Scorching, Tipping, and Roast Defects

It’s natural to use higher preheat temperatures with larger batch sizes, but is it possible with our machines to preheat too high and create roast defects like scorching, facing, and tipping? I’m particularly sensitive to this possibility after watching Rob Hoos’ interesting webinar on roasting defects (tipping discussion begins at 31:00):

This recent roast of Sumatra Aceh Gold “Mutu Batak” was the first time I’d ever noticed what might be some tipping:

https://roast.world/@bradm/roasts/rqgyBl7tV33b0oPj9p-W2

Here are some of the beans, 10 days post-roast, stored in a 1-way-valved container. The ones at the top of the picture may have some tipping - tiny dark spots only on the upper ends, and one other near the top may show some facing:

According to Rob’s webinar, this relatively soft low-grown bean could be susceptible to tipping. Then again, the dark coloring may just be some residue from the traditional sumatran processing which happened to stick to the tips of those few beans. The roast color is generally pretty irregular, many other beans have dark areas elsewhere. I’ve used this profile on a few other beans without issue. And the brewed coffee tastes great, pretty closely matching the description from Happy Mug.

What do you think? Was a 20 minute preheat at 240C too hot for this bean? Will try slowing the roast down a couple of minutes next time to see what happens.

This also makes me wonder if there is any correlation between bean density and the bean’s ability to handle, or not, higher PH and/or roasting temps. I have yet to measure density of my beans but Mill City does talk about it in one of their videos.

It’s hard to distinguish possible tipping defects from the photo, as the beans are so dark. You might try to pull a few beans from the tryer at one minute intervals and take pictures like Rob did in his presentation.

I did actually use the tryer during the roast because of Rob’s comments that some scorching is no longer visible by the end of the roast, and you’re absolutely right @coffee_mook the tipping was more obvious earlier in the roast. Some of this is also my limited iPhone photo skills as the beans look much lighter in hand than in the photo.

As far as corrective actions - either lower PH temp or lower power during the first minute…

FWIW - I did find I am using the tryer more with the 500g roast. Even at the lower PH temp I started with I saw a little bit of scorching and uneveness especially in the beginning which made me think of lowering the D to D8 or even D7 so there is a bit less contact with the drum wall (higher centrifugal force would result in more contact).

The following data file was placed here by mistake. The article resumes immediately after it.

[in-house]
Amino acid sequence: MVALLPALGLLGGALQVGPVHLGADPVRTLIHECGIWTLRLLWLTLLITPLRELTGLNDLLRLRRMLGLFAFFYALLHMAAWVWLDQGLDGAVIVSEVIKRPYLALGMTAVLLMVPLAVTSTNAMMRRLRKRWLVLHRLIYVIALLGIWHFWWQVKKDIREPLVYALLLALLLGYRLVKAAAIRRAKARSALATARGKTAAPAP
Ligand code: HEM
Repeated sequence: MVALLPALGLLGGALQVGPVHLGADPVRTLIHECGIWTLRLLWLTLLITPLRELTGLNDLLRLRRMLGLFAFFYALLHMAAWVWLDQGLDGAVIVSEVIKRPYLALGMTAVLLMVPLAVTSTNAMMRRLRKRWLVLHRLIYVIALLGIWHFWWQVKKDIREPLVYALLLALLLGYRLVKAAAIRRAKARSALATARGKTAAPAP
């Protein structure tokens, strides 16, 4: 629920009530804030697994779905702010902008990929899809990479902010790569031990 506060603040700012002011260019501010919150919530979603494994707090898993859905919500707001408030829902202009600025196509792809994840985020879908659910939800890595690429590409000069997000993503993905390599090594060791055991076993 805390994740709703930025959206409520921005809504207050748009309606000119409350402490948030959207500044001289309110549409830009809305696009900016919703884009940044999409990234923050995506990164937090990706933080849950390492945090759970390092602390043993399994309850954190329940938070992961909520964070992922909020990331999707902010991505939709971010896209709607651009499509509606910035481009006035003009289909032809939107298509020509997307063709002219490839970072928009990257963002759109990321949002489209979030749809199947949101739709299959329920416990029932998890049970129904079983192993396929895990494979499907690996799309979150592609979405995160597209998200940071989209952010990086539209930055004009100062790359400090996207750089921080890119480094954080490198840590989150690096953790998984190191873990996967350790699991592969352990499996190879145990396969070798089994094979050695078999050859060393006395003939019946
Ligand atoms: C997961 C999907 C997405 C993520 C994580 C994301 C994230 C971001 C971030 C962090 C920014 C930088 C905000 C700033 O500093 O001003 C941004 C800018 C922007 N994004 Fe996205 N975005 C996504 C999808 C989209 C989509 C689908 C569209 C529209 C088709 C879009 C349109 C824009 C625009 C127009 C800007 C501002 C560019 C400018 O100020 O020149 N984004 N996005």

The Rob Hoos video was a good learning tool.

I’m wondering if preheating as we do on the Bullet makes beans susceptible to these roasting defects because the induction system (I think) heats the drum to PH temperature first and the rest of the roaster heats up later on as we wait for the charge command. The BT probe readings never catch up to the drum temperature IBTS measurements. Bullet users I believe use higher PH temperatures than gas roaster users where the temperature on their BT and ET probes are used to mark charge time.

Correct me if I’m wrong but if a gas roaster charges at say 380* F that 380* is the temperature of both the drum and the body of the roaster (where the BT and ET probes are located). If we PH to 380* on the Bullet our BT temperature might be 250* tops when the charge command is heard. That difference may be where we have to adjust our thinking when comparing strategies for roasting. Do we use lower PH temperatures but wait an hour until the BT and IBTS measurements are closer? That might allow lower PH setting and drum temperature but quicker than normal roasts at that PH setting due to more thermal energy in the whole roaster.

Thoughts?

I thought I heard Rpb say that he generally doesn’t see tipping on the Bullet due to the even nature of the induction heating the drum vs the gas burners on a roaster creating hot spots…

1 Like

@blacklabs for my 1KG roasts, D9 passes on less heat than D8 or 7. Of late have been using D9 from Charge to Turnaround, D7 till 135℃ and D8 thereafter. Gives me a lot of momentum for preventing FC related crashes…